Sunday, August 24, 2008

Sequencing Metazoan Genomes

It is not uncommon in my life for some matter to come to my attention and I then note related information which I might otherwise have glossed over. Must be hightened awareness. Anyway there are discussions at Telic Thoughts about a paper authored by Michael Sherman. Then there was a paper published in Nature Reviews Genetics (9, 689-698 (September 2008) | doi:10.1038/nrg2413) entitled The functional repertoires of metazoan genomes. Chris P. Ponting is the author. The sequencing of genomes and identification of protein coding genes and functional genomic sequences are touched on. The abstract:

Metazoan genomes are being sequenced at an increasingly rapid rate. For each new genome, the number of protein-coding genes it encodes and the amount of functional DNA it contains are known only inaccurately. Nevertheless, there have been considerable recent advances in identifying protein-coding and non-coding sequences that have remained constrained in diverse species. However, these approaches struggle to pinpoint genomic sequences that are functional in some species but that are absent or not functional in others. Yet it is here, encoded in lineage-specific and functional sequence, that we expect physiological differences between species to be most concentrated.


Thursday, August 21, 2008

It's About Right and Wrong

Absolutes, Moral Clarity, and the Great Political Divide is an article authored by Michael Medved who those interested in Intelligent Design might know as a member of the Discovery Institute. The article is not about Intelligent Design but does raise some important points of interest to those of us living on this planet. So it will be filed under the off-topic heading. In the article Medved wrote:

Those who take their inspiration from Ronald Reagan enthusiastically embrace moral absolutes; those who admire Jimmy Carter, Bill Clinton or Barack Obama feel uncomfortable with terms like good and evil when applied to politics and world affairs. Republicans relish crisp black-and-white when drawing distinctions; “progressives” feel an incurable fondness for shades of gray. On foreign policy, social issues, even the economy, the right wants to take sides and to make sure the good guys win. The left, on the other hand, seeks to split the difference among warring interests in behalf of a “can’t-we-all-get-along” vision of moral equivalency.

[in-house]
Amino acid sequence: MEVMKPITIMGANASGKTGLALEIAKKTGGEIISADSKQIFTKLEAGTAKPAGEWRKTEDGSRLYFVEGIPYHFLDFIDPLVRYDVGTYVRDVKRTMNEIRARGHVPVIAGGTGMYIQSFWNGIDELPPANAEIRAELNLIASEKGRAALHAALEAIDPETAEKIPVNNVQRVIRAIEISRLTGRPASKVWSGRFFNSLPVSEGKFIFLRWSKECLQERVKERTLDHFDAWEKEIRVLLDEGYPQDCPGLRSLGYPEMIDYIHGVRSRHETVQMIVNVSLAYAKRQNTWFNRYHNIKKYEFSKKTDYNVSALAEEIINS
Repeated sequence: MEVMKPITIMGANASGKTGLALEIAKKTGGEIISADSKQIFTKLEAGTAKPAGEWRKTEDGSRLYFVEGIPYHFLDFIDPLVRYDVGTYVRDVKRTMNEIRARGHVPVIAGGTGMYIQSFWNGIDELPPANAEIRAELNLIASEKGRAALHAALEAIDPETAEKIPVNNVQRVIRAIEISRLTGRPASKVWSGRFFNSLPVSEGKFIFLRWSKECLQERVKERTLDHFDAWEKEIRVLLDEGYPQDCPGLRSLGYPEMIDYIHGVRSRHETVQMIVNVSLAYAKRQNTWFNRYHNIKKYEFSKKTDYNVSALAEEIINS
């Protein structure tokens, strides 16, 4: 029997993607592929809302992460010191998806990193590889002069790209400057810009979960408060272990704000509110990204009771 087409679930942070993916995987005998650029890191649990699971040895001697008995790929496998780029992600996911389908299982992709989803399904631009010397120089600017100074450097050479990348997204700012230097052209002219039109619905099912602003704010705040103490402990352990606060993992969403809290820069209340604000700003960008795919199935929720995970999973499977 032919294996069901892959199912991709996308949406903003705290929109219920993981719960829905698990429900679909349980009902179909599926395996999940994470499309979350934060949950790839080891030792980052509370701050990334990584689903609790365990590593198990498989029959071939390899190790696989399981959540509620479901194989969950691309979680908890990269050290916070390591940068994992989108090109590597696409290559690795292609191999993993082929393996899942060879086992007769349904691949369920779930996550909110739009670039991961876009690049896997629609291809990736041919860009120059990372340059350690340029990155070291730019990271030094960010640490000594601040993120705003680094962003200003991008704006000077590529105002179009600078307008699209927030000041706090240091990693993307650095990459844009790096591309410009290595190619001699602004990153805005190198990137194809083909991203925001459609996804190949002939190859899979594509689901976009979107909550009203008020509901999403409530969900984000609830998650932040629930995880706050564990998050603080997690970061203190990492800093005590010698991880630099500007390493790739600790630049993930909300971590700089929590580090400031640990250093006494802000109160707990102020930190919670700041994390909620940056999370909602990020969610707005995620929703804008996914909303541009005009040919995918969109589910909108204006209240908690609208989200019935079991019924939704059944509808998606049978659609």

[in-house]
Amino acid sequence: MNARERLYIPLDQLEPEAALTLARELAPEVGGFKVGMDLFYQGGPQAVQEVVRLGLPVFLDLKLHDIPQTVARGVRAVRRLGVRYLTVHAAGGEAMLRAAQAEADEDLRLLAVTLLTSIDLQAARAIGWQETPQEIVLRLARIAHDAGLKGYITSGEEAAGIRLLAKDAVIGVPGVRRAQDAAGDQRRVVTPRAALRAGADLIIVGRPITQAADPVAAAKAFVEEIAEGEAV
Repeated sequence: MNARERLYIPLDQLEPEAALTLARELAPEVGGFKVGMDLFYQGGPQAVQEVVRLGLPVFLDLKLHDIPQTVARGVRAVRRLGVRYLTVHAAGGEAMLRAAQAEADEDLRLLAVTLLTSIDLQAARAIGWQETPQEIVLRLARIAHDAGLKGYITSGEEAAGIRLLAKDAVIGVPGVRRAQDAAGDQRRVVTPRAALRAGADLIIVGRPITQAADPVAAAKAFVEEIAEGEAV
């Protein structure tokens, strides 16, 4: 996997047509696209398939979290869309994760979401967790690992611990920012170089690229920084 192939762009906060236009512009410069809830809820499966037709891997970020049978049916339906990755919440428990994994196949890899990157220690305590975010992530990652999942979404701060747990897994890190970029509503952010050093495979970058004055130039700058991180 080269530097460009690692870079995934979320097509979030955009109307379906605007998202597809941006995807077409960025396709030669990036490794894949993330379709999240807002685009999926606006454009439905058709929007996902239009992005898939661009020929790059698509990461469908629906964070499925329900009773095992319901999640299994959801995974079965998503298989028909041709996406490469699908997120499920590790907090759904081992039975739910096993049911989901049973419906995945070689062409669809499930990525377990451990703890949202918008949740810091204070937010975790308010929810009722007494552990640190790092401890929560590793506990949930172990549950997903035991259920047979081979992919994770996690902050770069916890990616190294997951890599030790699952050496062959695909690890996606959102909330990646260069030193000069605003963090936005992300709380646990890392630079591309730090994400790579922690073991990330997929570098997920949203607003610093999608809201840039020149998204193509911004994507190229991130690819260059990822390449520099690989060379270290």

There is much truth to this observation but there are unmistakable push-button issues for which Medved's conclusion does not apply. Recall Senator Trent Lott's speech at the 100th birthday party of Strom Thurmond when he said:

I want to say this about my state: When Strom Thurmond ran for president, we voted for him. We're proud of it. And if the rest of the country had followed our lead, we wouldn't have had all these problems over all these years, either...

The occasion was televised and I watched it. Lott, like everyone else present, was eager to say something nice about Thurmond, a former segregationist. He was not making a policy statement about racial politics. It was not on the radar screen. But you would not have known this based on the ensuing political storm which eventually resulted in severe political punishment for Lott.

For liberals this was good versus evil. At least on the surface. We can't forget that the Democratic Party, dominated by liberalism, included among its ranks Senator Byrd, a one time member of the Ku Klux Klan. Yes, he had forsaken everything associated with the Klan and was forgiven that blot on his record. After all he was now working with the good guys. Lott never was a member of the Klan. He was not even accused of being a segregationist. His sin was saying something at a birthday party. The point is good and evil do exist for liberals and no shades of gray are allowed when PC issues are broached. More from Medved's article:

When John McCain responded to the invasion of Georgia with a full-throated, unequivocal denunciation of Russian bullying, Barack Obama’s top foreign policy advisor, Susan Rice, condemned the Republican nominee for “shooting from the hip” and “complicating” the situation. Her criticism echoed the sentiments of nervous 1980’s liberals who slammed President Reagan’s “simple-minded” and “destabilizing” characterization of the Soviet Union as an “Evil Empire.”

McCain's reaction was spot-on. Russian aggression was and continues to be abhorent. This is a much clearer example of right and wrong than the birthday speech. So, apart from the political campaigning, why the criticism of McCain's condemnation of Russia? This has much to do with managing our approach to events impacting foreign policy. To criticize the obvious- Russia's indefensible aggression- to some, also encourages a turn toward the despised "interventionism" associated with the Bush administration. To restrain a turn in that direction you manage how news is presented. De-emphasize the unsavory murder of Georgian civilians. Downplay Georgia's attempt at democratization. Play along with timid Europeans who offer the obligatory criticisms while making sure they do nothing to provoke genuine Russian ire. After all western economies run on oil and the west has succeeeded in making itself a whore to Russian and Middle Eastern sources of oil. More from Medved: